Hi ho, hi ho, it’s off to Ometepe I go.
Today I join this very interesting group from Austin and travel to la Isla de Ometepe, and then tomorrow we will climb 1,600 meters up an active volcano in the middle of the biggest lake in Nicaragua. My guidebook says it takes 10 to 12 hours. I’ve got my outdoor gear ready to go, huddled and waiting in my backpack.
I’m very ready for a vacation from teaching, and a vacation from Gigante (especially after I was given a taste of the big city on Tuesday). Yesterday my classes were especially frustrating. A week ago I told my students that this Wednesday was to be quiz day. The quiz went spectacularly bad in my first class, and only sort of bad in the second. After the first class, I was compelled to go curl up in a ball and lie in my bed to contemplate what a failure I am. There are a variety of factors at work here, many of which are completely out of my control. But, I completely mis-gauged how much these students were learning and gave them an overly ambitious quiz. I really don’t know what I was thinking, giving these students a written test when I already know many of them struggle with reading and writing in Spanish. They know phrases in English, but don’t know how to spell them or, as I found out, what these phrases actually mean. For example, fill in the blank: “I ____ from Gigante.” This was, after 2 weeks of learning introductions, a hard question for some. Many recognize the phrase orally, and know they must make a sound like “am” but have no idea how to spell it, nor place it a written context. Also, although they know this is the answer to “Where are you from?”, several didn’t know what either phrase meant. I also realized the disparity of levels within each class. Some students finished the quiz, some looked up at me in frustration, having not a clue what to do, and some simply gave up. I think this disparity has to do with the linguistic development of each student in Spanish, rather than the strength of their attempts at English. It was clear when I went over each quiz individually who knew how to write and who didn’t. So, I suppose the quiz had some useful components, as I know as I now know to abandon any kind of teaching that requires reading or writing, and focus on the oral. This is particularly hard for me since I am such a visual learner (I need to see a word written before I can learn it) but I suppose that is one of the core challenges of teaching–abandoning your own needs and point of view to better help the students (sounds so obvious written here).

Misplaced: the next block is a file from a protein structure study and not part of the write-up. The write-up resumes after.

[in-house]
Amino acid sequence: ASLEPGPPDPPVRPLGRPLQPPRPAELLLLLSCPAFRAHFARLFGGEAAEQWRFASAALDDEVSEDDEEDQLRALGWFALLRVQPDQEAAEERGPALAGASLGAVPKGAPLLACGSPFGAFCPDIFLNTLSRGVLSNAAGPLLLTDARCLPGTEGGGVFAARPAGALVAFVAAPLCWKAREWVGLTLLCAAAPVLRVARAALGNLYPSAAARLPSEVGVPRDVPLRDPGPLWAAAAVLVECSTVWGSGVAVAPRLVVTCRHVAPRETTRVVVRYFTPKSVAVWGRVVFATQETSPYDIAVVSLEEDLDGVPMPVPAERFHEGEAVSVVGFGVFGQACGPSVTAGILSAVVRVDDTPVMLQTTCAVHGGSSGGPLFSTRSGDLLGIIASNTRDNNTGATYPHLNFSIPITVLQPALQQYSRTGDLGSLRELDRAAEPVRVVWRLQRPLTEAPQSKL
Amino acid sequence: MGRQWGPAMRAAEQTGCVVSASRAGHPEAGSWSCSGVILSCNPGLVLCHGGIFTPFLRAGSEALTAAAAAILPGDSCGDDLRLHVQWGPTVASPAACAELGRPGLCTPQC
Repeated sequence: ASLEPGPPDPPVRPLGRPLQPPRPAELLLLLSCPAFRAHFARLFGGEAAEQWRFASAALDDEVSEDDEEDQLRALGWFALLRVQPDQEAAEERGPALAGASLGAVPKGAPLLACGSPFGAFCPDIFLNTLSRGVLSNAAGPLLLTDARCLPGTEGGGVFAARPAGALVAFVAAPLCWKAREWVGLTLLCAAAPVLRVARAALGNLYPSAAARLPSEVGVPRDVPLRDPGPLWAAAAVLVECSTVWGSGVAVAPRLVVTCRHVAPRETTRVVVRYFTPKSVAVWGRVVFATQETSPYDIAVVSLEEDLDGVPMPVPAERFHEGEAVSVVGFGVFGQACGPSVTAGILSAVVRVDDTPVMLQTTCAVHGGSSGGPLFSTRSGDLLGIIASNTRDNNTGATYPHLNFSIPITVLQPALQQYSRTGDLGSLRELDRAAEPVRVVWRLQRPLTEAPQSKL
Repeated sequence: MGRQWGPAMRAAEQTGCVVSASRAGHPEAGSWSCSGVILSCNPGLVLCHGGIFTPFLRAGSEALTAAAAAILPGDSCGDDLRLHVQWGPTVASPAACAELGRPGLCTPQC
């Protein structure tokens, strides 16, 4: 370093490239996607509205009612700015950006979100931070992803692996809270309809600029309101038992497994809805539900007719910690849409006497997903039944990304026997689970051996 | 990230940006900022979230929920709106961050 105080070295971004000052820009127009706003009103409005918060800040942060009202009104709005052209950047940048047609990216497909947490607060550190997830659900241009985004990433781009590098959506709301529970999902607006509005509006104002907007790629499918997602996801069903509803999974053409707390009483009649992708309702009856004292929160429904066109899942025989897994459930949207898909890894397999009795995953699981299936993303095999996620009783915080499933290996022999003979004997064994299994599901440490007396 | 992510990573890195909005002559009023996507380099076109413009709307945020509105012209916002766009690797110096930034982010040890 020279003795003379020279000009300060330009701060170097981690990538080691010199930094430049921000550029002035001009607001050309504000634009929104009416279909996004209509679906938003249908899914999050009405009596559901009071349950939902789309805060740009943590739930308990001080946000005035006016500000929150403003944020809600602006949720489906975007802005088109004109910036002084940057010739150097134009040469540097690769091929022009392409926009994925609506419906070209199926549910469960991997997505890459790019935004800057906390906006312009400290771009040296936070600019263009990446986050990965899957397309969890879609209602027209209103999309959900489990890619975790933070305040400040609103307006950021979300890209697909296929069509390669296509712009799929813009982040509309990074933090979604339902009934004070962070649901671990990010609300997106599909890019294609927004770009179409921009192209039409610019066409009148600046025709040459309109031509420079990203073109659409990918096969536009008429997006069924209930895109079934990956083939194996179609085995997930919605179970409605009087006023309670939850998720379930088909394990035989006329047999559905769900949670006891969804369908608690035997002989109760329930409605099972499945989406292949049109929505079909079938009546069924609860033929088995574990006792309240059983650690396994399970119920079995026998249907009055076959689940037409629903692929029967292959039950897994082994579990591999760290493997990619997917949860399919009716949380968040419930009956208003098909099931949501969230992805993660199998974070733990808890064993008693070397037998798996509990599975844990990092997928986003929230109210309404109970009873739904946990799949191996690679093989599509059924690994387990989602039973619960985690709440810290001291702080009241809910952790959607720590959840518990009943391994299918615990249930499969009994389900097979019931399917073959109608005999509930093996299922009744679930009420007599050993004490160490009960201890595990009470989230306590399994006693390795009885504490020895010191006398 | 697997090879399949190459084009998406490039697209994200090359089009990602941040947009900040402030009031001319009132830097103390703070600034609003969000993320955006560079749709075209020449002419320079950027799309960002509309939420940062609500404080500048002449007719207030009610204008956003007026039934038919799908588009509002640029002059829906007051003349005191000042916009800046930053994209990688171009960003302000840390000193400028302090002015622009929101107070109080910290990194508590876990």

I am realizing (despite all my frustrations) some of the rewards of teaching. I’ve now learned all my student’s names and am beginning to grow fond of several of them. Little Roberto cracks me up; he struggles to learn words and bumbles along in rapid Spanish: ‘imagiiiiiináte’, he always says–and has ooh suuch a ‘tude when he gets words right. He is the eptiome of a little Latin man. I can see him throwing out piropos in years to come. The best students in my day classes are the girls, who come and pay attention and take notes and really seem to care. Every class has its punks, though, girls and boys, who are just too cool for school and nothing I do will persaude them otherwise.
As my lovely mother pointed out, I need to keep in mind that I’m new at teaching and this is a particularly difficult situation (for even the most seasoned of teachers). Although I feel like I’m accomplishing only a little, I sometimes can see the hazy reasons why I’m here. Gigante really is primed to blow up as a tourist spot, as there are housing, hotel, and spa developments all up and down the coast, with Gigante acting as a sort of focal point for the energies. Learning English is an attempt by the locals to have some control over this development, an attempt to participate in the economy rather than being blown over by the rich gringos coming in to charter the unchartered. It’s nice to be a part of this gesture, however little I may be contributing. In the next decade, Gigante is going to swell and change, and I like to hope my students will be out there asking gringos, in perfect English, “where are you from?” For now, however, it is still a very small village, with all the problems (poor education) and joys that this brings.
One of the joys: last night I ate a lovely dinner of fresh fish, fried plantains, rice, and salad (my very first salad here). Juan caught the fish not even five hours before we ate it. I saw him bring in a bucket of foot-long fish, and then haul in a four-foot dorado. I assume the dinner that is now swimming in my belly (ha) came from the first bucket. If nothing else, in Playa Gigante, you get to eat some darn good fresh fish. Top that, big city.
One of the perks of being a teacher (rather than a student, as per my last 20 years of life) is that I get to cancel class when it’s conducive to my schedule. (My schedule being that I want to go explore a really big island, muahaha.) So, I shall return on Saturday, after I conquer el Volcán Concepción. (Famous last words? I hope not.)